My first walk in and around Fannyside for a while.
Scamp was out to lunch with The Witches and I was like a knotless thread. It was another beautiful day and I didn’t want to spend it in the house. Nor did I fancy sitting in a car going somewhere, only to find I had half an hour there before driving back home. I chose to go to Fannyside Moor. Lots of big sky and silence. Not total silence, you understand. No, there was the soughing of wind in the pine trees and the distant sound of cars and vans on the single track road across the moor itself. There were sheep bleating somewhere and most joyous of all, I listened to a lark ascending. Not the Vaughan Williams piece, but a real lark, really ascending into a clear blue sky.
I’d parked at my usual place, on a rough bit of earth by a gate, but not blocking the gate and between two stands of Scots Pines. It’s on a ninety degree corner, but off the road. Just as well, because this is a single track road, just wide enough for a van or a tractor, but not nearly wide enough for two cars to pass without one or other losing a wing mirror. My kit for today was Sony A7iii with 105mm macro lens (just in case), kit lens and 18mm super wide. Actually that’s almost all my lenses. I’ve got others, but they are mainly mounted on adapters and that’s more to carry, too much.
I walked roughly east first almost as far as the farm, but not quite. Farms = dogs = trouble. Best avoided if possible. Halfway along the road I met a grumpy looking woman driving what an old Australian pen pal called a Ute. A four wheel drive go anywhere beefed up jeep. A utility vehicle. I climbed the verge to let her through, but she didn’t acknowledge me at all. I think she thought she owned Fannyside. Maybe she did. She slowed right down to have a good look at the Blue car, then drove on for a bit and stopped again. I think now she was checking that I wasn’t dumping rubbish, fly tipping. I hadn’t. I walked on, she drove on. I got some photos of lichen that covered some of the old fence posts. I also took some landscape shots. Then another car came the other way. Another Ute, another woman driver, but this one gave me a cheery wave as she passed. I’d walked as far as I wanted. Took some sheep photos then walked back.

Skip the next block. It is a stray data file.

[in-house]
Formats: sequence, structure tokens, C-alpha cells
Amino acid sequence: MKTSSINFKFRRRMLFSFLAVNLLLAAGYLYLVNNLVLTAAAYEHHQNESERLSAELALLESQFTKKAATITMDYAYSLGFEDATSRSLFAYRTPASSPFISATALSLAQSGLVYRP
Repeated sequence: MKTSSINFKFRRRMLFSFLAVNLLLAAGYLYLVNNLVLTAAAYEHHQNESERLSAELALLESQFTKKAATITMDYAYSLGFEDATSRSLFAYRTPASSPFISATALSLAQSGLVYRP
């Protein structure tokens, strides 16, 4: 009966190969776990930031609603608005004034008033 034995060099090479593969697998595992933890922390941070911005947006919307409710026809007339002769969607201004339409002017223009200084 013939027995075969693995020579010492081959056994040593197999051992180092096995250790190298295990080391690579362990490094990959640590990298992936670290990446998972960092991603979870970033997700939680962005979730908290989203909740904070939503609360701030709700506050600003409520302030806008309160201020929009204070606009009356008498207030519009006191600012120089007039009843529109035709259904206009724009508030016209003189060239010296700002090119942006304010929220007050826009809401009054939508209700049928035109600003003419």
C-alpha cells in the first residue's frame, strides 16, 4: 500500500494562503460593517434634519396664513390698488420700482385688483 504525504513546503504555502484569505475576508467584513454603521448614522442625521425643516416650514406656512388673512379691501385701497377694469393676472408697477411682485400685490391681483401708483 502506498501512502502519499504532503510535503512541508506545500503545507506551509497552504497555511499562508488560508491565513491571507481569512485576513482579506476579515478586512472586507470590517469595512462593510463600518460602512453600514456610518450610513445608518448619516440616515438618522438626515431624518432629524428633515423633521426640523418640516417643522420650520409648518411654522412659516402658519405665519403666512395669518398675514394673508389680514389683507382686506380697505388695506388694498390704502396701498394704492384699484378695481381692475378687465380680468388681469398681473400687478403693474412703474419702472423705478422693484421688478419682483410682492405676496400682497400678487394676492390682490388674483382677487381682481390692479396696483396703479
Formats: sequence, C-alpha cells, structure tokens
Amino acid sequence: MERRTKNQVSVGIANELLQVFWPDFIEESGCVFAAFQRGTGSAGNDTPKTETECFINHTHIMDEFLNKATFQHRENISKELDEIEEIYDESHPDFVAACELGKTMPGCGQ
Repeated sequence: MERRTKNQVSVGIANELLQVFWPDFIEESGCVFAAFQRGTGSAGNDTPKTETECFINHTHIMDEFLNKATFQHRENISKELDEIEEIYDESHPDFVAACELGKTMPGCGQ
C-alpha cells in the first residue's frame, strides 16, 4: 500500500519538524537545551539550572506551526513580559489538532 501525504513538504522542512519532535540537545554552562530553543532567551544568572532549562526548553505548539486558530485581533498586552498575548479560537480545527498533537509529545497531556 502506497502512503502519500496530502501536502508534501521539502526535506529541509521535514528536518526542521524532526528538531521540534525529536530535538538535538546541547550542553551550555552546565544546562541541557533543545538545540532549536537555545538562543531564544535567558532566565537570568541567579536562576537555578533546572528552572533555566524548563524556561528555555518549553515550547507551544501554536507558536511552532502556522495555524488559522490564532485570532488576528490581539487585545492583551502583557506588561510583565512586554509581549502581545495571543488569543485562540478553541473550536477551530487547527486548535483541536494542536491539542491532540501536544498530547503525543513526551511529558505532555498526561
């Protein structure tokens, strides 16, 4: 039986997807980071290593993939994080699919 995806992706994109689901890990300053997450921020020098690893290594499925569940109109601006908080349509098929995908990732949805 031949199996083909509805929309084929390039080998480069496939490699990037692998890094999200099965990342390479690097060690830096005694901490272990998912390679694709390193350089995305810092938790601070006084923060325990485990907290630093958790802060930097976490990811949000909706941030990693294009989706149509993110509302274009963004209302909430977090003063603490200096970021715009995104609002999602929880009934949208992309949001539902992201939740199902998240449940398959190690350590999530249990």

Turned 90º and walked south until the cold north west breeze got a bit of an edge to it and I walked back to the car. Not far from it I spotted what looked like a pebble on a fence post and examination showed it to be a ladybird, a dark brown one with white spots. I remembered seeing one here before. I tried a few shots, but there was nothing to lean on or to give me some support. A walk back to the car brought a tripod. The flexible Benbo. Hated by many, but loved by those who persevere with its idiosyncrasies. It’s a steep learning curve getting the best out of it, but it’s a great bit of kit. Almost rock solid on most surfaces, todays thick matted grass was a challenge. Eventually I used it as a monopod and got the shots.
Back home, Scamp had returned from the lunch. I decided it was time the Blue car had a wash and as the day was still warm out of the wind, I took brush and bucket and got rid of the road muck from the last few weeks. I even gave Scamp’s wee red car a scrub too.
Fired up the computer and got the shots processed. At first I thought I’d captured images of a Cream Spot Ladybird, but then after a bit more investigation it turned out it was. Striped Ladybird (Myzia oblongoguttata). It was more a maroon colour than brown and it’s fairly clear to see that they are indeed stripes and not spots. Something new learned today.
Scamp didn’t need any dinner, but I baked the second Fougasse so she could try it while I had the leftover stew from yesterday. Unfortunately, on her second bite she cracked another part of her damaged tooth. Tomorrow she’s going to bend the truth a bit and get the dentist to fix it. Something he should have done months ago. If he won’t do it, I think we might go private again. It’s the way the country is going these days.
I was quite please with my ladybird photos and it was one of them that made PoD.
Tomorrow after we hopefully resolve the dental problem we may go out for a walk.